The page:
I planned ahead for this one and actually picked up a loaf a cinnamon raisin bread at the grocery store on Friday. It was a loaf of Pepperidge Farm Swirl bread which is their signature line of sweet breads (not sweetbreads – that’s something completely different). It’s a good product as are most Pepperidge Farm products are. When I woke up, after I had my cup of coffee, I threw four pieces in our toaster oven, toasted them up and then spread each piece with a slab of butter, then I cut each piece in half on the diagonal. I served it to Lola and then had some myself. I ate mine in my office in front of my computer. Lola had hers in the family room while reading on her iPad. A pretty chill Saturday morning and the smell of toasted cinnamon in the air added to the ambiance. The toast was good. Hardy, a touch of sweetness, good cinnamon flavor and the added joy of warm, plump raisins. It was a nice way to start the day.
Lola told me that cinnamon raisin bread is one of her favorites. I didn’t know that. I knew it was a treat her mom would make for herself, probably as a late breakfast with her coffee while sitting at the kitchen table. But Lola likes it too and very likely for the same reasons. It’s a simple little treat. All you have to do is pop it in the toaster. It brings you warmth in both aroma and in taste. It’s a nice sweet start to your day or even a special treat to have alongside your afternoon coffee or tea. It’s homey. Like a fire in the fireplace, a Christmas song on the radio or even the sounds of rain on the windows. Lola’s mom was one who appreciated those kind of little things, and so is Lola. Sometimes I feel bad that when I buy a loaf of something or a whole bag just to be able to fulfill my quest that the rest of it will go to waste. I don’t have to worry about this one. This is one that Lola will work her way through with her afternoon tea or coffee. She’ll need a little break in her day and, as it was for her mom, cinnamon raisin bread will be there for her.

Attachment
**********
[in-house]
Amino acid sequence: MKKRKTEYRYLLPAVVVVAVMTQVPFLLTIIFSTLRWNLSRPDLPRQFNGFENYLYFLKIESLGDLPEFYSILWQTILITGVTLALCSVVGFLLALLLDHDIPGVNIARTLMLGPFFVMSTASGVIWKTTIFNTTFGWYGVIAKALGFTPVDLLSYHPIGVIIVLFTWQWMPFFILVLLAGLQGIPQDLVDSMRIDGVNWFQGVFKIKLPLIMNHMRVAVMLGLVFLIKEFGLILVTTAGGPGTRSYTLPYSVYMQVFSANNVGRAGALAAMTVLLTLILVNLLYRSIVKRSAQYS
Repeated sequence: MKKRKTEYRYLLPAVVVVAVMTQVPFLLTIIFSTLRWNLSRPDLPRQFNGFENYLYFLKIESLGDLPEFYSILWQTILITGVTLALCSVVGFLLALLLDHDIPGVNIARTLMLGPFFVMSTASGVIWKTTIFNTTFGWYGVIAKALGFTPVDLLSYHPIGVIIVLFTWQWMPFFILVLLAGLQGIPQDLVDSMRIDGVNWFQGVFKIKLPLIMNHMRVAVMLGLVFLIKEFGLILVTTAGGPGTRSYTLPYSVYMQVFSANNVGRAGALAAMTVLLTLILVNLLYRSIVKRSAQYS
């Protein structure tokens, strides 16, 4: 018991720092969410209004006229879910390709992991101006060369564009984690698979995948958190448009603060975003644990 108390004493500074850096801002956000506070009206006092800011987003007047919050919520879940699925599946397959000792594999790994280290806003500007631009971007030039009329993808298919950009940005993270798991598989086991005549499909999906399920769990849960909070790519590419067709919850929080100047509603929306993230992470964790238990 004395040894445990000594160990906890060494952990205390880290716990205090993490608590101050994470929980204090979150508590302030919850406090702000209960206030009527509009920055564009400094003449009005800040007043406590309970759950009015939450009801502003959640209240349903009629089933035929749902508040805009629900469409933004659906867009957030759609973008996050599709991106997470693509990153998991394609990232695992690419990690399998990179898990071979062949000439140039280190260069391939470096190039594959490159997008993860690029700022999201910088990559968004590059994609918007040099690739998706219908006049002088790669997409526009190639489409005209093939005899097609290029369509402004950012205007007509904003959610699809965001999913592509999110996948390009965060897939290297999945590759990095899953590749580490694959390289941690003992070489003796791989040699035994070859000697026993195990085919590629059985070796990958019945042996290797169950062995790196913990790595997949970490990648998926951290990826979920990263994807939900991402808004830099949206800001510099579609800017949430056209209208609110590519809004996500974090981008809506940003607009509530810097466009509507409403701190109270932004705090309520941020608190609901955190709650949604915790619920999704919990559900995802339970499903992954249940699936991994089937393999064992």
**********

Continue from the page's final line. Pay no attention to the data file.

I thought I might be able to buy some fresh made cinnamon raisin bread for toady. I looked around Clements in their bakery section to see if they had a loaf there but I didn’t see one. They had cinnamon raisin bagels, but I wasn’t sure if that would count – those of you keeping the rules on this quest of mine can discuss. My other hope was that they might have some at the Farmer’s Market. The local market is in the field next to the Vineyard every Saturday and there is a bakery there from whom I usually buy my lunch. They are called Olgas Cup and Saucer and they have a great line of products including beautiful looking breads, tarts, scones and muffins as well as a very good breakfast calzone (my usual lunch choice). I thought they might have a nice fresh loaf of cinnamon bread for sale and I could buy it on my lunch break and then stow it away for after work. But, I ended up bringing my lunch today and never had the chance to make it out into the market. I’ll check next week because I’m sure Lola would enjoy having a nice fresh loaf in the house.
Cinnamon was introduced to Europe in the 15th century and that’s likely the time that bakers started sprinkling it into bread. The raisins were probably just thrown in for giggles. Can you imagine how good those loaves must have smelled to your run of the mill 15th century person whose nose was probably used to smells of plagues, rotten mutton and dysentery? It would probably create a commotion, perhaps even fights, as people would be driven into a frenzy at the alluring aroma exiting from the ovens. Today we are no stranger to the smell of baking cinnamon and we may even be unfazed by that kind of goodness in the air. But amongst are those folks who know how to appreciate the little things in life. The stop and smell the roses people. Those souls who enjoy the little victories of every day. That’s what I learned about the joy of cinnamon raisin bread – a simple treat for any day. That’s what I celebrated today – just the way Lola and her mom taught me to appreciate it.
Next up: National Monte Cristo Day